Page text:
A lawsuit filed to challenge the employment classification of exotic dancers may be on its way to the Colorado Supreme Court.
Judge Raymond Moore in the U.S. District Court for the District of Colorado certified a question for submission to the state’s high court in an order filed Aug. 20 in Santich, et al v. VCG Holding Corp, et al, concerning what circumstances allow a non-signatory to an arbitration agreement to enforce arbitration in claims against them by a signatory.
The case is one of dozens that have been brought in varying jurisdictions across the U.S. challenging whether exotic dancers should be classified as employees or independent contractors. Dancers often are required to sign employment agreements with terms and conditions indicative of independent contractor status, such as not paying wages and charging them a house fee to perform.
Binding arbitration clauses are receiving increasing scrutiny in other industries as well. Their use notably received attention in October 2017 when the U.S. Senate voted against a rule banning financial companies from using mandatory arbitration clauses.
Mari Newman, a partner at Killmer Lane & Newman representing the plaintiffs, did not respond to a request for comment. But she told Law Week in December 2017 the case only looks salacious because of the occupation at issue. In actuality, she said, the case involves basic employment claims of workers trying to get paid fairly for the work they do.
A spokesperson for Jackson Lewis, the firm representing named defendants in the case, could not be reached for comment. Similar cases date back to at least 1987, with Jeffcoat v. State, Department of Labor in Alaska. Dozens of state and federal district courts, as well as the 4th and 5th Circuits, have found that dancers at adult entertainment clubs are employees according to wage laws.
According to Moore’s order, this underlying case challenges actions by the defendants – entities that own clubs across the U.S. – such as denying dancers minimum wages, overtime pay, and the full retention of their tips, as well as subjecting them to fines and charging them fees to work. The case challenges what Newman has said are unlawful arbitration agreements and has sought class certification. The claims fall under the Fair Labor Standards Act and labor laws in a handful of states, including Colorado, Maine and Indiana.
Last week’s order denied the plaintiffs’ assertion that the court should decide the arbitrability of the claims. Moore affirmed a previous recommendation by a magistrate judge that an arbitrator decide arbitrability because each plaintiff had signed an agreement clearly delegating that authority, and because the plaintiffs’ claims of statutory validity and unconscionability did not specifically challenge the delegation clause.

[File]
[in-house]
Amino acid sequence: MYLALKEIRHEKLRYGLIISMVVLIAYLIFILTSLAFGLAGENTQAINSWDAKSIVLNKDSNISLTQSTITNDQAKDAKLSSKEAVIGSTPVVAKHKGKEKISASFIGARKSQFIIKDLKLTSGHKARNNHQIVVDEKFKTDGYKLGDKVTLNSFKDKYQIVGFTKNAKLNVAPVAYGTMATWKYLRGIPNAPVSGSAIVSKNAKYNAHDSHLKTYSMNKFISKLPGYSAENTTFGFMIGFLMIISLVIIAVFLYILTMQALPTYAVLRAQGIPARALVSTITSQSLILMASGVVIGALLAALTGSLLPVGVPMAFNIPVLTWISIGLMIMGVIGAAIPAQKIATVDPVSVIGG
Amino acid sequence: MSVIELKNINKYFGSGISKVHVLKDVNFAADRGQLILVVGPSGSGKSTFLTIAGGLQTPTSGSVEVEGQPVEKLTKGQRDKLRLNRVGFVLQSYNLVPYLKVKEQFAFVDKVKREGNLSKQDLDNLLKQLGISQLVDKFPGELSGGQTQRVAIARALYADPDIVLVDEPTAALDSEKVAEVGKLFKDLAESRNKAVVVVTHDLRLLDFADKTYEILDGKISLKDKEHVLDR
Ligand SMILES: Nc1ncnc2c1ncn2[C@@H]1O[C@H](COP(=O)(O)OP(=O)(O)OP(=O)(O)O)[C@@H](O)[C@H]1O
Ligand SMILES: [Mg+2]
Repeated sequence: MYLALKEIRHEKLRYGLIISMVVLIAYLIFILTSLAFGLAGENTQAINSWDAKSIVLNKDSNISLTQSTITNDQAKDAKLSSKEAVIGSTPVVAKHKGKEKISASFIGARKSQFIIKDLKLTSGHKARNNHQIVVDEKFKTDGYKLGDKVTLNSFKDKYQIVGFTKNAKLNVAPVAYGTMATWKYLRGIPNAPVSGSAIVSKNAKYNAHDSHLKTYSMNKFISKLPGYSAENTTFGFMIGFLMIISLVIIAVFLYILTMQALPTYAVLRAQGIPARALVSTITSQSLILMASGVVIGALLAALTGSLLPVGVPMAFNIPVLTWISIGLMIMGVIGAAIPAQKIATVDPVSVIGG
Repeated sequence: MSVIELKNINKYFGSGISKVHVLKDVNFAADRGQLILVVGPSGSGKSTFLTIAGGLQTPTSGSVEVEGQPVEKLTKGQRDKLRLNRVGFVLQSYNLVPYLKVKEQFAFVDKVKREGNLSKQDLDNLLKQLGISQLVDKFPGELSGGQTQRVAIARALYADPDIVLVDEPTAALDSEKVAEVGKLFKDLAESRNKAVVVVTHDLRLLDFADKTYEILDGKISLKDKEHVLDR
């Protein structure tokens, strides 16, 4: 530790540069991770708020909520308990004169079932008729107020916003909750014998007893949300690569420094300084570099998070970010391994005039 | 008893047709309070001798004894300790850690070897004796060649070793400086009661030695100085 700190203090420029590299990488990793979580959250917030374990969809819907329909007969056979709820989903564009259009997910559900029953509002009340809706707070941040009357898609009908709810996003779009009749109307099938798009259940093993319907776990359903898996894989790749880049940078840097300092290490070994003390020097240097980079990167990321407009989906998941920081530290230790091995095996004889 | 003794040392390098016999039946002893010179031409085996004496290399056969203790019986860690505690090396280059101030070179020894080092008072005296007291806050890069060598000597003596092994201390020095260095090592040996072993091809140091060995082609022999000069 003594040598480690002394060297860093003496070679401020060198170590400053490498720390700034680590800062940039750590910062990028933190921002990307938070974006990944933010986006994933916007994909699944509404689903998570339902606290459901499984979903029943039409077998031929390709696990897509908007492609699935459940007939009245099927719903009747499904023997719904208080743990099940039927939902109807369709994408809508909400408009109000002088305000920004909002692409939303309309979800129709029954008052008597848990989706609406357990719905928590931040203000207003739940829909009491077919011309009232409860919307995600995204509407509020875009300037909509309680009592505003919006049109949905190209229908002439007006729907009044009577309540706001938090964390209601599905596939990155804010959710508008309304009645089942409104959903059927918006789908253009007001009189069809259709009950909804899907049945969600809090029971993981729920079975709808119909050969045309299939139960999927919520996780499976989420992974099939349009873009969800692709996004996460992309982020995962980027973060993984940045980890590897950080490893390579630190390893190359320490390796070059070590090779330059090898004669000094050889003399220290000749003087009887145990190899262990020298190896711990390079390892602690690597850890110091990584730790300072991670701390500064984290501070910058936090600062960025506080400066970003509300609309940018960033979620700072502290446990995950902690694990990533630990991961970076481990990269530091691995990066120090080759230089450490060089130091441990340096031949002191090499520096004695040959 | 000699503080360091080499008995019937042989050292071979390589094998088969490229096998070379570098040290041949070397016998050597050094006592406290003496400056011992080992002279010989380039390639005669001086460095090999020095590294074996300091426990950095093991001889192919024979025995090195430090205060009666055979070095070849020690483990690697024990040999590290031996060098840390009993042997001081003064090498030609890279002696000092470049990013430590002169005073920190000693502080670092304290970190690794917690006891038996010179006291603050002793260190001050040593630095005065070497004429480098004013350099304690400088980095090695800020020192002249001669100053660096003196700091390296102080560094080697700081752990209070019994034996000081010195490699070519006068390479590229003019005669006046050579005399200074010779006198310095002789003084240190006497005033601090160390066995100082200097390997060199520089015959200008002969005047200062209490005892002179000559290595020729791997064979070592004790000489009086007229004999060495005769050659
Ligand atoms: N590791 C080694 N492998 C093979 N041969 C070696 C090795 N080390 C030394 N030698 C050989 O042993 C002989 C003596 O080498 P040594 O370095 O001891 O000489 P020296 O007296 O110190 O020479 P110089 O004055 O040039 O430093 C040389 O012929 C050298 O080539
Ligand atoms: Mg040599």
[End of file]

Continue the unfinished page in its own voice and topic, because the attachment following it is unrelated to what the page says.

The plaintiffs have argued procedural unconscionability related to the agreements signed by the dancers because of the manner in which the defendants present them. As Newman explained to Law Week last year, they are given the agreements often after they have been drinking or are undressed. As a result, she said, they can’t legally agree to the contract terms.
The plaintiffs have argued the arbitration agreements are unenforceable because the waiver of rights to bring a class action violates the National Labor Relations Act and Fair Labor Standards Act.
Critics of arbitration have argued it goes against the right to sue “enshrined” in the Constitution.
In addition, the magistrate judge recommended although the arbitration agreements’ fee-shifting and cost-sharing provisions preclude the plaintiffs from effectively vindicating their claims, they are severable from the rest of the agreements.
In determining severability, Moore cited the Colorado Supreme Court precedent Reilly v. Korholz. The case stated even in the case a portion of an agreement at issue were contrary to public policy, “it is severable and does not render the balance of the agreement void or contrary to public policy.”
And the magistrate judge recommended the non-signatory defendants to the arbitration agreements, VCG Holding Corp. and Lowrie Management, could enforce the agreements because claims against the signatory defendants are “interdependent with those against the nonsignatory defendants, and the claims are intertwined with duties and obligations in the leases.”
Moore did not reach whether the defendants’ motion to compel arbitration is dispositive or non-dispositive.
Until the Colorado Supreme Court rules on the question certified, Moore stayed the order to compel arbitration in favor of the signatory defendants and deferred the question of whether the nonsignatory defendants can enforce the arbitration agreements.
— Julia Cardi